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  • He, too, travelling as a Moslem pilgrim, noted the whole ritual of the pilgrimage with the same keen observation as Burckhardt, and while amplifying somewhat the latter's description of Medina, confirms the accuracy of his work there and at Mecca in almost every detail.
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  • Burton's topographical descriptions are fuller, and his march to Mecca from Medina by the eastern route led him over ground not traversed by any other explorer in Hejaz: this route leads at first south-east from Medina, and then south across the lava beds of the Harra, keeping throughout its length on the high plateau which forms the borderland between Hejaz and Nejd.
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  • Until the Egyptian invasion in 1814 the Sharifs of Mecca were the recognized rulers of Hejaz, and though the Turks have attempted to suppress their importance, the Sharif still executes justice according to the Mahommedan law in the holy cities, though, nominally, as a Turkish official.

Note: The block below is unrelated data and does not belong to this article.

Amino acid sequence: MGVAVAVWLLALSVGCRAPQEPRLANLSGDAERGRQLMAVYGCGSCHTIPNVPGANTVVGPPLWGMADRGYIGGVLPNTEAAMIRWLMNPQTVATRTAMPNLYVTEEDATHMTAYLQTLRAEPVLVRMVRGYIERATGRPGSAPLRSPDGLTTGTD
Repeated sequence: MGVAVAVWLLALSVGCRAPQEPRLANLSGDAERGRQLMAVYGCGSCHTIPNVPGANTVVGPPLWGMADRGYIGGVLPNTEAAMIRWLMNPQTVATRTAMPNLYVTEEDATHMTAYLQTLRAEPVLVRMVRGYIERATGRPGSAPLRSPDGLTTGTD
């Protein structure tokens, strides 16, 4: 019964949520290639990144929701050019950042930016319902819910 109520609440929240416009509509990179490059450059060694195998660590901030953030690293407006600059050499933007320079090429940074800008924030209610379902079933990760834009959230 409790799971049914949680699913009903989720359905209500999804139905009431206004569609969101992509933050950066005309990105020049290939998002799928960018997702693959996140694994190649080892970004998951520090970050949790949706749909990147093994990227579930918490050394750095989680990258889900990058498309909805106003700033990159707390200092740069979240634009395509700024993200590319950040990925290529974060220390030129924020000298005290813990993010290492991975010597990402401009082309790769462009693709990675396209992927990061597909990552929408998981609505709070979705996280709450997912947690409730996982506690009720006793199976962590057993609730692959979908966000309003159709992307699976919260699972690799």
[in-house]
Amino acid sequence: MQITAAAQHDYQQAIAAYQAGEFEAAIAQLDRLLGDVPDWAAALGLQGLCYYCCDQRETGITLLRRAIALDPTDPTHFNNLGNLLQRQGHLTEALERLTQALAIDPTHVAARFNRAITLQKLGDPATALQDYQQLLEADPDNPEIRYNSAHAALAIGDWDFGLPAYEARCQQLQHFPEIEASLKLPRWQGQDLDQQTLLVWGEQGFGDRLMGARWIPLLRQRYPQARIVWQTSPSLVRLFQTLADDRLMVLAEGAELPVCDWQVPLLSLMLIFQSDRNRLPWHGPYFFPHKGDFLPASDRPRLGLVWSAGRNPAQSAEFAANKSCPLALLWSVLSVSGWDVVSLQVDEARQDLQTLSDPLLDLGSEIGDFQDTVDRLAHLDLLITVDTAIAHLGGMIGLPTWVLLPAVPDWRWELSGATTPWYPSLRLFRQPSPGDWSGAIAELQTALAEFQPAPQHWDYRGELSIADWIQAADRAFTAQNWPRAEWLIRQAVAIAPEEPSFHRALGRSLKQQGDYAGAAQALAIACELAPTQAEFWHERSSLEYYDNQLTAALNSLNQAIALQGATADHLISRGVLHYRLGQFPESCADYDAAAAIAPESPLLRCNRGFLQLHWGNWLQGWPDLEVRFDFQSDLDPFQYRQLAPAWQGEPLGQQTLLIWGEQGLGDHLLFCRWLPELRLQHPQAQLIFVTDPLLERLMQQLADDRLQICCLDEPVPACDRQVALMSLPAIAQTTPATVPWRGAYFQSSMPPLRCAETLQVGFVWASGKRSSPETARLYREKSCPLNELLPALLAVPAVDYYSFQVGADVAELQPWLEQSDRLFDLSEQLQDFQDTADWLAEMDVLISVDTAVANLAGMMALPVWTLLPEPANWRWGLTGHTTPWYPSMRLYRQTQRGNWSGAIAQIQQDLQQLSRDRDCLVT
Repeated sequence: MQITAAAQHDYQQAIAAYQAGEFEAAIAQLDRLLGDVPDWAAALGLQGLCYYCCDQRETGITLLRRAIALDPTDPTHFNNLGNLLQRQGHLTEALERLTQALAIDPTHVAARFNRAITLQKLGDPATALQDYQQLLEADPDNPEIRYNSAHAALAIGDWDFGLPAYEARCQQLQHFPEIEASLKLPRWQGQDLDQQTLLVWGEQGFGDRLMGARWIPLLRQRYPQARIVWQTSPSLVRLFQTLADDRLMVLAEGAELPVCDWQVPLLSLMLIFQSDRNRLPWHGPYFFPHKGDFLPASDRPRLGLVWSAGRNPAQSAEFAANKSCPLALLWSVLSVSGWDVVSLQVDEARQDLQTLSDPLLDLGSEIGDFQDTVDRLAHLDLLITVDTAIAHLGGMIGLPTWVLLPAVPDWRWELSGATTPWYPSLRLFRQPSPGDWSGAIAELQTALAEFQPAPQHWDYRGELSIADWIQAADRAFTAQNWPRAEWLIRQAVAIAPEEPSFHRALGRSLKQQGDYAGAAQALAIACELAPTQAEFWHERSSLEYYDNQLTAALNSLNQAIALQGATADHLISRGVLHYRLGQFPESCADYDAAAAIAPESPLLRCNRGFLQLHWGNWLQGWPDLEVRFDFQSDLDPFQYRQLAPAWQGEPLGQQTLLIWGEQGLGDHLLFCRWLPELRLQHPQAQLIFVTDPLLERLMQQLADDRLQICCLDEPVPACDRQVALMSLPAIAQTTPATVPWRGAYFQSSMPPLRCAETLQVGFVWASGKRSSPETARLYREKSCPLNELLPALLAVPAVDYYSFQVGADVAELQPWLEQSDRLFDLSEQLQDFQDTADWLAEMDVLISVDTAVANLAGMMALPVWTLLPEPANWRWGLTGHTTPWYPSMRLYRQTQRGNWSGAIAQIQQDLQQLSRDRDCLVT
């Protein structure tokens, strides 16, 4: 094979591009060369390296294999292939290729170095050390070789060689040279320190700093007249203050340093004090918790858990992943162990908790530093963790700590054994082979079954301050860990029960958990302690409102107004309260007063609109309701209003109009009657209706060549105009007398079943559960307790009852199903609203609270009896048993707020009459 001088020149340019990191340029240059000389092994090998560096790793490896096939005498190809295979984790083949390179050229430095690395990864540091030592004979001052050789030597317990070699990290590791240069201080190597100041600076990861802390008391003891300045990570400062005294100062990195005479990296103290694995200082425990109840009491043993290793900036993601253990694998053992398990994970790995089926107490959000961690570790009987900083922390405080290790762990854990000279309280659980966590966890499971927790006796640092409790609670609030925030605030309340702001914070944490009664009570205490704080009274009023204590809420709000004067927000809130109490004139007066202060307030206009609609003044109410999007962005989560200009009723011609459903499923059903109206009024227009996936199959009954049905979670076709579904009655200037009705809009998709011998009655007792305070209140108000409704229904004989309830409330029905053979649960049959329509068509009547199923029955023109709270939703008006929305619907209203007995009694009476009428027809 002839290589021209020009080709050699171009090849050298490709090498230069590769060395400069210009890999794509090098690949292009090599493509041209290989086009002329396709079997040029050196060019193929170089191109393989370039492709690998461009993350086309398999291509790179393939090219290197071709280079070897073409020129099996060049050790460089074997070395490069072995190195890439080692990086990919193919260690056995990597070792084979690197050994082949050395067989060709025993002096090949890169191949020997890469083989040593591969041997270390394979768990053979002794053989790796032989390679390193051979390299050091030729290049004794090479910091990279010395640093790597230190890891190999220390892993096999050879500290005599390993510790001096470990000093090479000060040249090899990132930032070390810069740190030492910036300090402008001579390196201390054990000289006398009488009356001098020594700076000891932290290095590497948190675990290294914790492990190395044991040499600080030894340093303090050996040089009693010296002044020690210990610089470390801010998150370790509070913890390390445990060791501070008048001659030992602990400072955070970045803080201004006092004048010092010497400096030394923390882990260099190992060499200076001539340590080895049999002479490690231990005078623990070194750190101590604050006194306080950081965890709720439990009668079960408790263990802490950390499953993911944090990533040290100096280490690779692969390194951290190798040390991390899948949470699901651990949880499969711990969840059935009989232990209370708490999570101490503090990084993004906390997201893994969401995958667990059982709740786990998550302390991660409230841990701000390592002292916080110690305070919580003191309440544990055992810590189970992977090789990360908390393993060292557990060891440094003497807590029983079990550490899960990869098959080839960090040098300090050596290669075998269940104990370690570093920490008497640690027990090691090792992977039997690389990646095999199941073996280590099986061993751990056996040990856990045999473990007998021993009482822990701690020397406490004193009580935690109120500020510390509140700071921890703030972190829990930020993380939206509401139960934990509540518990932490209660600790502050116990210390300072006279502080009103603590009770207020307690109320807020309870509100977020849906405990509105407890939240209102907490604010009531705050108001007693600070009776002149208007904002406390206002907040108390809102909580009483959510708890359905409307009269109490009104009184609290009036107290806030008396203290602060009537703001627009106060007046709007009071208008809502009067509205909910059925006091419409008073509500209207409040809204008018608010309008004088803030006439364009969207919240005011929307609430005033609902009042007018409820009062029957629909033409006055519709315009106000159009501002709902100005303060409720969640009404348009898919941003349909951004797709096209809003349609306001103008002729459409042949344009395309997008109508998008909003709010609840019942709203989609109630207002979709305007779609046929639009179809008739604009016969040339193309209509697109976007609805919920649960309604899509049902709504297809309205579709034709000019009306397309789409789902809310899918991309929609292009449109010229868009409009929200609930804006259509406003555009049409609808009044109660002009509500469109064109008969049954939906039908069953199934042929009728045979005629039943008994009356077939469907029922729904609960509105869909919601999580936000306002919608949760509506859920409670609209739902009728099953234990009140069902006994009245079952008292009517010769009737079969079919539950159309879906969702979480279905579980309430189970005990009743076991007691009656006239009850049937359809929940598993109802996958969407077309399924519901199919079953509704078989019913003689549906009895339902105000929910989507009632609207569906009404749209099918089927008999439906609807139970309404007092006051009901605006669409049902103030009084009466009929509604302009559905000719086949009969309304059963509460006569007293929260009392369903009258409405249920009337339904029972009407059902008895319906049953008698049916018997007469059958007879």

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  • Another important route is that taken by the Persian or Shia pilgrims from Bagdad and Kerbela across the desert, by the wells of aina, to Bureda in Kasim; thence across the steppes of western Nejd till it crosses the Hejaz border at the Ria Mecca, 50 m.
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  • The famous well Zemzem at Mecca is said to belong to the early times, when the eastern traffic passed from the south to the north-west of Arabia through the Hejaz, and to have been rediscovered shortly before the time of Mahomet.
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  • The following towns have over 50,000 inhabitants each: Constantinople, 1,150,000; Smyrna, 250,000; Bagdad, 145,000; Damascus, 145,000; Aleppo, 122,000; Beirut, 118,000; Adrianople, 81,000; Brusa, 76,000; Jerusalem, 56,000; Caesarea Mazaca (Kaisarieh), 72,000; Kerbela, 65,000; Monastir, 53,000; Mosul, 61,000; Mecca, 60,000; Homs, 60,000; Sana, 58,000; Urfa, 55,000; and Marash, 52,000.